Ontiveros works as the Senior Outreach Coordinator at AIDS/LifeCycle (ALC). ALC organizes an annual event that raises money for people living with HIV/AIDS. Cyclist participants bike the 545 miles from Los Angeles to San Francisco and fundraise a minimum of $3K throughout the year to cover their ticket to the life-changing ride down the coast of California. The money raised from the tickets goes towards resources that help to reduce new HIV infections and improve the quality of life for people living with HIV/AIDS. His favorite aspect of his role at ALC is convincing people that they can do something like raising $3K to attend a seven-day, 545 mile bike ride to generate resources for those living with HIV/AIDS. He helps ALC team members get through their anxiety and pre-ride jitters and overcome any barriers to training. Ontiveros admitted his favorite part of the ALC process is watching the people that he supported cross the finish line.
Ontiveros is also affectionately referred to as the Mother of the House of Cyclepaths. The Cyclepaths have given birth to other POC teams across California—demonstrating exactly how keeping community fun has a butterfly effect.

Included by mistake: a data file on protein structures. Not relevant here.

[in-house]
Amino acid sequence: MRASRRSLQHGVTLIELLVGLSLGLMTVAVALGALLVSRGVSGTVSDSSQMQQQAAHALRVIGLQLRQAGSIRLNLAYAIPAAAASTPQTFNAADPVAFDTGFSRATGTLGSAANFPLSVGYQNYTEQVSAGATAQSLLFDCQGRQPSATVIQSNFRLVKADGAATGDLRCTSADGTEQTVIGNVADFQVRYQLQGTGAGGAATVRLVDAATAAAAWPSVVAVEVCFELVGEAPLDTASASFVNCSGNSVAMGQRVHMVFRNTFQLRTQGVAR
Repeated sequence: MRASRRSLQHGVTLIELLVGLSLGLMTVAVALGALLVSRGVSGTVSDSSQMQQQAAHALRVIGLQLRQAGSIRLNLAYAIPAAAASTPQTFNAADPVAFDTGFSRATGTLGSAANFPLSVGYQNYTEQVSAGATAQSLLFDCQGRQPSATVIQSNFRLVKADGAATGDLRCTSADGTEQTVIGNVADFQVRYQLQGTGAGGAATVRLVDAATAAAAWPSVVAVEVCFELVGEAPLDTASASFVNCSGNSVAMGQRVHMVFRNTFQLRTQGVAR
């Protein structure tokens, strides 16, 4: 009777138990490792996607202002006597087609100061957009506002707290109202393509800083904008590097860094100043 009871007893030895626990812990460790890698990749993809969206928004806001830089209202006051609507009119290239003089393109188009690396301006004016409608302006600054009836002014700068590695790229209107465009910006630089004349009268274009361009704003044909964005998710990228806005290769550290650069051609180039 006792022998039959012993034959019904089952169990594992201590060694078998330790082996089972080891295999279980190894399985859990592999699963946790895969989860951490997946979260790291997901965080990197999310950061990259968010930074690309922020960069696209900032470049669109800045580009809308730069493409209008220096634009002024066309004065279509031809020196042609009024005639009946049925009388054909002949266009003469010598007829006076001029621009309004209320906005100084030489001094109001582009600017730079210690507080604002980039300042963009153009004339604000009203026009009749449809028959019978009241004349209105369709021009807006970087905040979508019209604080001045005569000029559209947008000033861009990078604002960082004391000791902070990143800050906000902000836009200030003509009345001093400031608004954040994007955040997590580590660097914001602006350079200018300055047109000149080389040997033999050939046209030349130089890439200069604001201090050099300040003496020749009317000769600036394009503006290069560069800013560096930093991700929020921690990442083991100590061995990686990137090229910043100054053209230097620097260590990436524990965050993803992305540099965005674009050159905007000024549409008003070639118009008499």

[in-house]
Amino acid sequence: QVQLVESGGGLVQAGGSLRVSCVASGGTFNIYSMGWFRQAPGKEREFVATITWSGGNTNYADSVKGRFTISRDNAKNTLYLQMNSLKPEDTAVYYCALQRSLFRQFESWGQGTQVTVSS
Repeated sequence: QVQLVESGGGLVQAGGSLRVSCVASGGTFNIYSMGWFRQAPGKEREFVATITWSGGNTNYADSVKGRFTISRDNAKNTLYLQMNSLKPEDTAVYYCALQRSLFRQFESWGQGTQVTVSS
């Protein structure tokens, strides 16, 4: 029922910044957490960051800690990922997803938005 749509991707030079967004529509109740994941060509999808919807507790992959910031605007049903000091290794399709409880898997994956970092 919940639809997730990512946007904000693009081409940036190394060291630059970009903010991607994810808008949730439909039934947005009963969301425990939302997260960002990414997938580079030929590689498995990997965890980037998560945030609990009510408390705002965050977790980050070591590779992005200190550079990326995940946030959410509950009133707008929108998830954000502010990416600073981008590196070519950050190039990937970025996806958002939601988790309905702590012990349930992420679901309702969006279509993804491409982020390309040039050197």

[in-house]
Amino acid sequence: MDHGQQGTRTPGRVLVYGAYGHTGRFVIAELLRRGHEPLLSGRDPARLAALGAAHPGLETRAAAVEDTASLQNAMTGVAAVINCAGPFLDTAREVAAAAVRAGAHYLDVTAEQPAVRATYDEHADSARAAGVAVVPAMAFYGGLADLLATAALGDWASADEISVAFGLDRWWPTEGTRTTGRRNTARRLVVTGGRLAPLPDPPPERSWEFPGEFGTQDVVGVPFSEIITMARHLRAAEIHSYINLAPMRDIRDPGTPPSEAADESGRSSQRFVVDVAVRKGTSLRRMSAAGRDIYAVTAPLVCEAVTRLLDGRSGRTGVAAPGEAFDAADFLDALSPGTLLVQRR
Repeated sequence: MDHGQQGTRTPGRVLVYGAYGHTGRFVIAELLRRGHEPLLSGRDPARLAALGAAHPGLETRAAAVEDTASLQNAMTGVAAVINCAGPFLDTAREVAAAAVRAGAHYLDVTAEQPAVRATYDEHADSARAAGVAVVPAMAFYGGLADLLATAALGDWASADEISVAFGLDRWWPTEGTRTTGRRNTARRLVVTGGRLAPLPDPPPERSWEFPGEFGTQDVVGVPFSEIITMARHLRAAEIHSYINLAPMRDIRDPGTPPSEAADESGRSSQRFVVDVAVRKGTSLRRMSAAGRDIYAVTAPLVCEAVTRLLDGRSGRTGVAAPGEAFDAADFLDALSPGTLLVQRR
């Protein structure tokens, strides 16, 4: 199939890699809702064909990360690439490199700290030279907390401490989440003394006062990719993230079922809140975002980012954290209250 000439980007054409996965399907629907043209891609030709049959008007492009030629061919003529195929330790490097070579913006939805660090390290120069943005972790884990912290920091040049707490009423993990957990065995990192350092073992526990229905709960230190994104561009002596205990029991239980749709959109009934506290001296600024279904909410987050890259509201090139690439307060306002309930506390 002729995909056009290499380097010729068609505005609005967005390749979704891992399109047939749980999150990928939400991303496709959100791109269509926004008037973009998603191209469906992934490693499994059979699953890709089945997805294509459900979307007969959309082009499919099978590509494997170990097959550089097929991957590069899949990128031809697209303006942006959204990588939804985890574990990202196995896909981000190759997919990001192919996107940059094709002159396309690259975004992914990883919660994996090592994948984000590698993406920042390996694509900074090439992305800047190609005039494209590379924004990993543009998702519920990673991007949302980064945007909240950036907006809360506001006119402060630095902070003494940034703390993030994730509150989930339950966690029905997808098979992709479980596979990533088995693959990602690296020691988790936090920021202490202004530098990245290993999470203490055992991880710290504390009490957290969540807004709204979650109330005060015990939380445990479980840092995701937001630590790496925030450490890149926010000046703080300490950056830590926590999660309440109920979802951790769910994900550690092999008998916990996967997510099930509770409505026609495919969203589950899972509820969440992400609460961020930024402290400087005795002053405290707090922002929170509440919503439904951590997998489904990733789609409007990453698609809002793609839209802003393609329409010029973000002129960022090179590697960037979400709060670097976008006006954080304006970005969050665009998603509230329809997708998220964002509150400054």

Ontiveros has also raised money for ALC through softball, cycling, makeup, cakes, drag, sewing, painting, and anything craft or talent he wanted to hone while raising hell. For one six-month period, Albert donated 100% of cake sales he made to ALC—in that time, he made over $11k for ALC.
His lived experience as a gay man has been intrinsic to his approach as a community organizer and advocate. He is grounded in the knowledge of those that came before while he works to ease the burden for future gaybies. Ontiveros takes everyday activism to the next level—his love for people living with HIV/AIDS drives him to raise thousands upon thousands for his community, providing support and bringing folks together along the way.
From a Penchant for Leather to a Passion for AIDS Awareness